MUMBAI: After several failed attempts, the Dharavi Redevelopment Project is being revived yet again. The state government’s plan to divide the. Authorities in Mumbai have come up with a plan under which developers will change the face of Dharavi slum area by building high-rise flats. Mumbai: Sanjay Khandare is anxious. The year-old Dharavi resident who owns a leather goods factory is sure he will be robbed of space, small as his.
|Published (Last):||27 May 2004|
|PDF File Size:||14.23 Mb|
|ePub File Size:||12.66 Mb|
|Price:||Free* [*Free Regsitration Required]|
By 8am, Dharavi is already noisy. Tea stalls already clinking, leather-making and embroidery and plastic-crushing machines already cranking through their long daily grind. Dharavi, the most well-known informal settlement in Mumbai, stands in a category of its own, and challenges the very notion of a slum.
But Dharavi is no longer in the boondocks. Today, Dharavi stands on a goldmine: Not surprisingly, Dharavi has caught the attention of sharkish developers. Under the government-led Dharavi Redevelopment Project, developers will provide the people living there — who can prove residency since — a new, sq ft house for free.
In return, authorities have allowed the builders to go higher increasing the floor space index in Dharavi from 1.
The plan has created a storm of controversy.
Everyone agrees that Dharavi needs better working and living conditions. There are queues for everything, including toilet blocks, municipal water taps and healthcare clinics.
The Slum Redevelopment Project in Dharavi
Theor so residents — there has been no official count and studies suggest it could be double that — squeeze into an area just one-third bigger than Hyde Park. The new plan to redevelop Dharavi increases that density to inhumane proportions.
Although the tower-block buildings offer amenities such as toilets, they also threaten to destroy the fabric of a community in which homes, roofs and outdoor spaces transform into places of work and social interaction — the only way many of the micro-enterprises can operate.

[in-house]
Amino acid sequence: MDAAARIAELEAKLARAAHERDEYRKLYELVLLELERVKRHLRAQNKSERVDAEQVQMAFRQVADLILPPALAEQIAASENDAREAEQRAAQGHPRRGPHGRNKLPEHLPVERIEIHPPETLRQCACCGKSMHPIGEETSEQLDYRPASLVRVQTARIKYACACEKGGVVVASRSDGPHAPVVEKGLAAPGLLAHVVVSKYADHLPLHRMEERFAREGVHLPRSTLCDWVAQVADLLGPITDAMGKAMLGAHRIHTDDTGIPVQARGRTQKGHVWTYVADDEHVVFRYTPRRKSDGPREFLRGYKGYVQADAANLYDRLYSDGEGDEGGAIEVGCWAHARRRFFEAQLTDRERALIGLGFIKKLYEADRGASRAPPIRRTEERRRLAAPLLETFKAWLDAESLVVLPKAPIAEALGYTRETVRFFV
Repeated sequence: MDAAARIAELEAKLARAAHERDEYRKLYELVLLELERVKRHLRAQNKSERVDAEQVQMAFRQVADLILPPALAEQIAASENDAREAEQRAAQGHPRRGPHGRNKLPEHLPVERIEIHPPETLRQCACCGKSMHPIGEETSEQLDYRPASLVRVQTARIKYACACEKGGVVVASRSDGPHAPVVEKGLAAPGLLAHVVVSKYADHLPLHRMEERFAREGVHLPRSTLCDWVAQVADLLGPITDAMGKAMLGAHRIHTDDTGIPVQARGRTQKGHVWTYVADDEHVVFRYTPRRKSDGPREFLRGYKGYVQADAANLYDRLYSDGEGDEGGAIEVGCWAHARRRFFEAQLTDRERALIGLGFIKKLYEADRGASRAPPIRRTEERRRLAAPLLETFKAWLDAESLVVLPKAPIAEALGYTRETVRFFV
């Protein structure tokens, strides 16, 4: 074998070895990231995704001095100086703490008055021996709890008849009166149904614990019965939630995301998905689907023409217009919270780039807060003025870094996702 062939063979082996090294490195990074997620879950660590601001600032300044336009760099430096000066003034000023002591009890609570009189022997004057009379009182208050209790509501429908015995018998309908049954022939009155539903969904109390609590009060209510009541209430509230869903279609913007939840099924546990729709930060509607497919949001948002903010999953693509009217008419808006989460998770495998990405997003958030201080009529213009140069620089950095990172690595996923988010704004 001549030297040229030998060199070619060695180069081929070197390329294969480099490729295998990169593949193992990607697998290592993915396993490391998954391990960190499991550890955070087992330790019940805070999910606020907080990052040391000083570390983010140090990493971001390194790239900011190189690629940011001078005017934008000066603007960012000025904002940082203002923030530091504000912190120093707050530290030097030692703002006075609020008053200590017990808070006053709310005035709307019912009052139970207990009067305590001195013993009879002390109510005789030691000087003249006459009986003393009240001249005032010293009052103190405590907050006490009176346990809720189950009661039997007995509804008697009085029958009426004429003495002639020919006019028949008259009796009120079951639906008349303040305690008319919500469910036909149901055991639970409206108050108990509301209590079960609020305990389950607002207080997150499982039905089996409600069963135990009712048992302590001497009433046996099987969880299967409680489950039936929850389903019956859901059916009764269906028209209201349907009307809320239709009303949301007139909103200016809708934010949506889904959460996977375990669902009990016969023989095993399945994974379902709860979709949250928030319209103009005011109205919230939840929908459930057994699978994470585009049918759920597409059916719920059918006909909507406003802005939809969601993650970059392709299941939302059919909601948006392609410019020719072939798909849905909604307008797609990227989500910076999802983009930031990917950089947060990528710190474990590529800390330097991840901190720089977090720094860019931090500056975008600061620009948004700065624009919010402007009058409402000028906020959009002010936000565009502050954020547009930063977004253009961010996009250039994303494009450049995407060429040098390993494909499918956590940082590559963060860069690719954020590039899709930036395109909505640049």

UDRI launched an international competition, called Reinventing Dharavito solicit the best ideas for this endlessly limboed issue. Twenty teams, with more than members from 21 different countries, submitted proposals. UDRI held a workshop to give people a first-hand look at some of the urban structures the residents themselves have already created. One proposal from a Dutch team, entitled The Game is On! Many teams mapped out new physical infrastructure, such as container housing or sophisticated water systems.
Another common concern was the idea of connectivity, on both a physical and economic level. The group proposed that Dharavi no longer be an island of deprivation in the city, but rather a magnet for commerce, by converting slum buildings into industrial hubs. But it was a team from Mumbai that took first prize, for a most novel idea: The group, called Plural, asked a question that has been missing in all these decades of discussion: And their first suggestion?
The best idea to redevelop Dharavi slum? Scrap the plans and start again | Cities | The Guardian
This trust would be a non-profit corporation, governed by former landowners, community members and neighbourhood associations. Its first task would be to understand the needs of each of the existing nagars neighbourhoodsbefore developing accordingly. The idea shows promise: The trust would solve that problem in a stroke. It is hard to overstate the sea change this represents in the history of development planning for Dharavi: Rather than showcasing glossy images and plans, the project involves the residents in development from the get-go.
But influencing the current trajectory will be no insignificant task.
Dharavi – Wikipedia
A similar debate is raging over how to redevelop the eastern waterfront. At some redevelopmenr, UDRI will need to convince not just activists but power-brokers. Its next step shows it is aware of the task ahead: UDRI is developing a publication to bring the most promising ways forward to government officials.
And now we have to act. Topics Cities Guardian Cities Mumbai. Order by newest oldest recommendations. Show 25 25 50 All. Threads collapsed expanded unthreaded. Loading comments… Trouble loading?